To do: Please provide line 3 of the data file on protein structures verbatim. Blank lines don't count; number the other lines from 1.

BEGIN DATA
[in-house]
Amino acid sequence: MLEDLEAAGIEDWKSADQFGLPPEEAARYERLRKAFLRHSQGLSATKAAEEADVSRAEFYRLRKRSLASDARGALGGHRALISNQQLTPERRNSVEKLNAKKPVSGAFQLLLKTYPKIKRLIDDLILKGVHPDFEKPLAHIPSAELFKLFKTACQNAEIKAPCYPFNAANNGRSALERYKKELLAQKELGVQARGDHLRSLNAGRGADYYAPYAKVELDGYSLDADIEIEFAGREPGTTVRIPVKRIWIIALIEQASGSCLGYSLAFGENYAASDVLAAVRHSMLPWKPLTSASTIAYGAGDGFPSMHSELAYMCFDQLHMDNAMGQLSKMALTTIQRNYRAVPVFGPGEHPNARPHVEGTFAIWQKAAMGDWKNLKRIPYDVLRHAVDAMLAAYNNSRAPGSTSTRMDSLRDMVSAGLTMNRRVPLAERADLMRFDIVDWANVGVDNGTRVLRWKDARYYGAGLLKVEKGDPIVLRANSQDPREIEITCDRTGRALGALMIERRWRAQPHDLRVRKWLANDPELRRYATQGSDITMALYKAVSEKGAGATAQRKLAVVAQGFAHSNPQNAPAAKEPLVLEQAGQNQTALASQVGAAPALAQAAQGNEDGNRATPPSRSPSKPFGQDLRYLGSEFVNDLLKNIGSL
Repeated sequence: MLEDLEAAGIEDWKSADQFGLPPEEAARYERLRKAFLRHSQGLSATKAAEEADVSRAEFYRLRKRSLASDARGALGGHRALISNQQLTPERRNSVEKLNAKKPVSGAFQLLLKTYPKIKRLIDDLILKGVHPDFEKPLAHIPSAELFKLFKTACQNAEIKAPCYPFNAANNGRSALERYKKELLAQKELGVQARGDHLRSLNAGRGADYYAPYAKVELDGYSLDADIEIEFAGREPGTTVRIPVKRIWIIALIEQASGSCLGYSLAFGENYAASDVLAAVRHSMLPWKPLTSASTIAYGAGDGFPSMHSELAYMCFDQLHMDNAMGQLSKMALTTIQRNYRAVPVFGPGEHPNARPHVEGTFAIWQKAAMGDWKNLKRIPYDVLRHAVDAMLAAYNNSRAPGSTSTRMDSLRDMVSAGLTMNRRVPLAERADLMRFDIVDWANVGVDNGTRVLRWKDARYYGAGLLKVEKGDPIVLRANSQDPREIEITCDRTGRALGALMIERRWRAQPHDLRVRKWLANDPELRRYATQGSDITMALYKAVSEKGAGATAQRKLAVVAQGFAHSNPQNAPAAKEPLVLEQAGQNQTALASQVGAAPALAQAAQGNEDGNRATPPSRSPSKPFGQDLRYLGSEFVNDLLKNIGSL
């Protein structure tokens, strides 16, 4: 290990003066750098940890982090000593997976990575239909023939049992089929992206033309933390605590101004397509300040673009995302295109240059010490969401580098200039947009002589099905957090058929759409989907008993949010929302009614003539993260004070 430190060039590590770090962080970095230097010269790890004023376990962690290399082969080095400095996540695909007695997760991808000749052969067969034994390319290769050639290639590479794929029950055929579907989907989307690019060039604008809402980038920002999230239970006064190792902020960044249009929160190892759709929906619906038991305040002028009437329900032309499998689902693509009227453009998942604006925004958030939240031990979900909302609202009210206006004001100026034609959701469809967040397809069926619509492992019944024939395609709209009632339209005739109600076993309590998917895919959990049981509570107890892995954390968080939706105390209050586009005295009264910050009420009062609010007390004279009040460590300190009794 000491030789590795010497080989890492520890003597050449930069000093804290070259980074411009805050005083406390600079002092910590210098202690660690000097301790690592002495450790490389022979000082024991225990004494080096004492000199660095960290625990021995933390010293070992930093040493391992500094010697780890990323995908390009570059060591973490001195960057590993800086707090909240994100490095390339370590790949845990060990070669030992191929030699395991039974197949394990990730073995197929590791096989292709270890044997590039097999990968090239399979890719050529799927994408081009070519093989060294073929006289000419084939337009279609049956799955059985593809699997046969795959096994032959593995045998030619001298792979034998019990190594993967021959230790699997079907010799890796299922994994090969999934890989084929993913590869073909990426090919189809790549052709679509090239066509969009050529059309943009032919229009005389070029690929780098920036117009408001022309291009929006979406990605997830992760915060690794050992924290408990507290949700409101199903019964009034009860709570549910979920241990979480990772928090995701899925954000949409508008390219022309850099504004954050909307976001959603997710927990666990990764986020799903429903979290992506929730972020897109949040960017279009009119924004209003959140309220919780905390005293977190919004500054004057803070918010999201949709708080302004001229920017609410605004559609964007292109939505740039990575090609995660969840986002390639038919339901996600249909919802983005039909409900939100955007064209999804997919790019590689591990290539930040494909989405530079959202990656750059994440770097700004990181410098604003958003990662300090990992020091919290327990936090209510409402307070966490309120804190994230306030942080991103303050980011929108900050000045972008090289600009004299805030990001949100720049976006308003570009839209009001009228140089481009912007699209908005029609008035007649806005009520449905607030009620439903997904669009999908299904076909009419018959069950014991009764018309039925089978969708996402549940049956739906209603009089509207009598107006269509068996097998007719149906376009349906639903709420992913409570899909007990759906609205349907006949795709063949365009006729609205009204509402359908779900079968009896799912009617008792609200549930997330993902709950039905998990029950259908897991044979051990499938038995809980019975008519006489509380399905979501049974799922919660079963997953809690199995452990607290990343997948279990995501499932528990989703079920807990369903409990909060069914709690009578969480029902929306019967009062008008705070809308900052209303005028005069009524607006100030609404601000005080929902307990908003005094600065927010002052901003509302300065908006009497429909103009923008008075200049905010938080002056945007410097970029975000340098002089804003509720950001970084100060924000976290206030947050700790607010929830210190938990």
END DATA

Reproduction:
Repeated sequence: MLEDLEAAGIEDWKSADQFGLPPEEAARYERLRKAFLRHSQGLSATKAAEEADVSRAEFYRLRKRSLASDARGALGGHRALISNQQLTPERRNSVEKLNAKKPVSGAFQLLLKTYPKIKRLIDDLILKGVHPDFEKPLAHIPSAELFKLFKTACQNAEIKAPCYPFNAANNGRSALERYKKELLAQKELGVQARGDHLRSLNAGRGADYYAPYAKVELDGYSLDADIEIEFAGREPGTTVRIPVKRIWIIALIEQASGSCLGYSLAFGENYAASDVLAAVRHSMLPWKPLTSASTIAYGAGDGFPSMHSELAYMCFDQLHMDNAMGQLSKMALTTIQRNYRAVPVFGPGEHPNARPHVEGTFAIWQKAAMGDWKNLKRIPYDVLRHAVDAMLAAYNNSRAPGSTSTRMDSLRDMVSAGLTMNRRVPLAERADLMRFDIVDWANVGVDNGTRVLRWKDARYYGAGLLKVEKGDPIVLRANSQDPREIEITCDRTGRALGALMIERRWRAQPHDLRVRKWLANDPELRRYATQGSDITMALYKAVSEKGAGATAQRKLAVVAQGFAHSNPQNAPAAKEPLVLEQAGQNQTALASQVGAAPALAQAAQGNEDGNRATPPSRSPSKPFGQDLRYLGSEFVNDLLKNIGSL